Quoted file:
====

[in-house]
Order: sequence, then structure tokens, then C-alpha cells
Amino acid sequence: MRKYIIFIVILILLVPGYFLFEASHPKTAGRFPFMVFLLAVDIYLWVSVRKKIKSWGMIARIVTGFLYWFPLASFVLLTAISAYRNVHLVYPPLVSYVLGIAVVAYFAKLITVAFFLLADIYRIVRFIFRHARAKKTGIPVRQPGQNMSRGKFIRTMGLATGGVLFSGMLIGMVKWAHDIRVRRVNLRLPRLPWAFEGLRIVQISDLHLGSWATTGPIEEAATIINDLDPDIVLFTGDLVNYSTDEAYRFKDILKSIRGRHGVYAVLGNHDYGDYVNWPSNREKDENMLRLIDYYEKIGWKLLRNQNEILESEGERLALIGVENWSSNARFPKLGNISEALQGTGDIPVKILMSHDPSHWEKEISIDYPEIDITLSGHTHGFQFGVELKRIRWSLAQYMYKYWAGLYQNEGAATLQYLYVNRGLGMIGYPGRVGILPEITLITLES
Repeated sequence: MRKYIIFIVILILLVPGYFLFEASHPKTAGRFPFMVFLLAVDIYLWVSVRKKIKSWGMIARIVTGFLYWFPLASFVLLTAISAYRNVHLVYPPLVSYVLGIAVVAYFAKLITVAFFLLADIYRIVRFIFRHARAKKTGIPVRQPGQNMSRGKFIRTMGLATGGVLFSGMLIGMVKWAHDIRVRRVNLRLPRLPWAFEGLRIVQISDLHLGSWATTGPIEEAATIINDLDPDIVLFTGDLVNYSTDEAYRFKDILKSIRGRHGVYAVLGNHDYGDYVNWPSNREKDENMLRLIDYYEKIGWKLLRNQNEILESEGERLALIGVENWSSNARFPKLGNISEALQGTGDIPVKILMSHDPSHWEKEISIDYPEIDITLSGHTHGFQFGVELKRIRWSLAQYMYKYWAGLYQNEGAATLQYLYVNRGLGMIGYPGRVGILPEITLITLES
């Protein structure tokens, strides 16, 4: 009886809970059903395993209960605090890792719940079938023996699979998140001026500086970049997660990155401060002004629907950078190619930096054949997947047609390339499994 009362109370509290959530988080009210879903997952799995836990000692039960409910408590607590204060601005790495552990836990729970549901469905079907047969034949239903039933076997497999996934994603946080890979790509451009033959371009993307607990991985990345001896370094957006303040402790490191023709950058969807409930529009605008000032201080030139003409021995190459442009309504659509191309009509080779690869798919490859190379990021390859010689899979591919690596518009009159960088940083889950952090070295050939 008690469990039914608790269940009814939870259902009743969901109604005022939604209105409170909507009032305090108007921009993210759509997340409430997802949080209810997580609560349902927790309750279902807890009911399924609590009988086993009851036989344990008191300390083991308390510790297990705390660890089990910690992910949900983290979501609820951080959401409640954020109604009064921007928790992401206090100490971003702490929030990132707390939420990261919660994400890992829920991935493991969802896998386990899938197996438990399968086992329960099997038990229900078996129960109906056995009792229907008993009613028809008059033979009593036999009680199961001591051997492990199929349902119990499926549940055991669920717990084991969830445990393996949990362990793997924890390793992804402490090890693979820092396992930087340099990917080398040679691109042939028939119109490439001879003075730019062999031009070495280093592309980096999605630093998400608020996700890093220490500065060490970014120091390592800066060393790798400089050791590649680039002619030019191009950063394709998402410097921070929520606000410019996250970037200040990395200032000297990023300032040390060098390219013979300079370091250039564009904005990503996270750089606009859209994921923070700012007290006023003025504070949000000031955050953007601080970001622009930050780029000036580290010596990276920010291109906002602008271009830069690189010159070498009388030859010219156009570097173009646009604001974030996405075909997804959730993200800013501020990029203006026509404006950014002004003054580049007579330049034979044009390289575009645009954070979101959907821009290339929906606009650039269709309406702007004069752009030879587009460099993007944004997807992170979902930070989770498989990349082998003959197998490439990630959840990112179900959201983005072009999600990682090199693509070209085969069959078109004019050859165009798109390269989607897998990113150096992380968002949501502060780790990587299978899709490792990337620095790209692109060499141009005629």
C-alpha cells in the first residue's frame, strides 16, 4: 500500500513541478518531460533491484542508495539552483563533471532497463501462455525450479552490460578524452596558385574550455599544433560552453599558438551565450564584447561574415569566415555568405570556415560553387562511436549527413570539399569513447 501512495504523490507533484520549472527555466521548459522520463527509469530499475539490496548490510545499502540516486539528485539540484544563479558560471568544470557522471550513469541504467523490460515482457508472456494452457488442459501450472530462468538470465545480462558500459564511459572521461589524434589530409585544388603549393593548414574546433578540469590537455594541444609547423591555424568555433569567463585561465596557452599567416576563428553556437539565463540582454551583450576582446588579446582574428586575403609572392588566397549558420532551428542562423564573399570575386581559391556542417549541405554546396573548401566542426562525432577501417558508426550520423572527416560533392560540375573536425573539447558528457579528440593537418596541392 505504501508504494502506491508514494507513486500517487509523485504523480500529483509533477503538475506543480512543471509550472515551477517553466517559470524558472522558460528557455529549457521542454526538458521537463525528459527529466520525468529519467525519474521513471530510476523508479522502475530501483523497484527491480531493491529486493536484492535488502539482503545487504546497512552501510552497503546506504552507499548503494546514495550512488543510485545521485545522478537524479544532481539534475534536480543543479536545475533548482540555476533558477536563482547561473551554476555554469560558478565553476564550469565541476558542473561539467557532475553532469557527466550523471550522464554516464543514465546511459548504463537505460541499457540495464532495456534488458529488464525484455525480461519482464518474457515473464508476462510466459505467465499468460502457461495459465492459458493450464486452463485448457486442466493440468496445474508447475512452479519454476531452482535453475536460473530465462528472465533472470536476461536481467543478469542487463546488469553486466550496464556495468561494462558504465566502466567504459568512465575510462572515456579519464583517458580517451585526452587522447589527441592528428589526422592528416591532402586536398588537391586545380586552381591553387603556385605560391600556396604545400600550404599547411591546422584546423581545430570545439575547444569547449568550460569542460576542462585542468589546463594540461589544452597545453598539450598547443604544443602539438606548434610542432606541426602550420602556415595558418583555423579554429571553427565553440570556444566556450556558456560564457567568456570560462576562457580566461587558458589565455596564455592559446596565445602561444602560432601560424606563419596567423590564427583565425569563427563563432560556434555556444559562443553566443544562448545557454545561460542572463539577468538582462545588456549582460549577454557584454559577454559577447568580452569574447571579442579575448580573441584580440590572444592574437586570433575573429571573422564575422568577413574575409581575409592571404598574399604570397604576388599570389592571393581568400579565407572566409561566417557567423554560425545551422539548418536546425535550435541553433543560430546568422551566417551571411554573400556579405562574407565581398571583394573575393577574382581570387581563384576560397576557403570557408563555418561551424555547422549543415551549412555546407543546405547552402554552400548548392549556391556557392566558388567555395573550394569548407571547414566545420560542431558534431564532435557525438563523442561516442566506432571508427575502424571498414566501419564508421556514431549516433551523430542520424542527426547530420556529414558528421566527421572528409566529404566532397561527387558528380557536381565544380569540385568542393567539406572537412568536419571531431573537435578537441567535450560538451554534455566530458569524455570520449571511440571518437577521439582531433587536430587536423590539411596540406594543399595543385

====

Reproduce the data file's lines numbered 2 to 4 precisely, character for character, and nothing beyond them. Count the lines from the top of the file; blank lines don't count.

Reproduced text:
Order: sequence, then structure tokens, then C-alpha cells
Amino acid sequence: MRKYIIFIVILILLVPGYFLFEASHPKTAGRFPFMVFLLAVDIYLWVSVRKKIKSWGMIARIVTGFLYWFPLASFVLLTAISAYRNVHLVYPPLVSYVLGIAVVAYFAKLITVAFFLLADIYRIVRFIFRHARAKKTGIPVRQPGQNMSRGKFIRTMGLATGGVLFSGMLIGMVKWAHDIRVRRVNLRLPRLPWAFEGLRIVQISDLHLGSWATTGPIEEAATIINDLDPDIVLFTGDLVNYSTDEAYRFKDILKSIRGRHGVYAVLGNHDYGDYVNWPSNREKDENMLRLIDYYEKIGWKLLRNQNEILESEGERLALIGVENWSSNARFPKLGNISEALQGTGDIPVKILMSHDPSHWEKEISIDYPEIDITLSGHTHGFQFGVELKRIRWSLAQYMYKYWAGLYQNEGAATLQYLYVNRGLGMIGYPGRVGILPEITLITLES
Repeated sequence: MRKYIIFIVILILLVPGYFLFEASHPKTAGRFPFMVFLLAVDIYLWVSVRKKIKSWGMIARIVTGFLYWFPLASFVLLTAISAYRNVHLVYPPLVSYVLGIAVVAYFAKLITVAFFLLADIYRIVRFIFRHARAKKTGIPVRQPGQNMSRGKFIRTMGLATGGVLFSGMLIGMVKWAHDIRVRRVNLRLPRLPWAFEGLRIVQISDLHLGSWATTGPIEEAATIINDLDPDIVLFTGDLVNYSTDEAYRFKDILKSIRGRHGVYAVLGNHDYGDYVNWPSNREKDENMLRLIDYYEKIGWKLLRNQNEILESEGERLALIGVENWSSNARFPKLGNISEALQGTGDIPVKILMSHDPSHWEKEISIDYPEIDITLSGHTHGFQFGVELKRIRWSLAQYMYKYWAGLYQNEGAATLQYLYVNRGLGMIGYPGRVGILPEITLITLES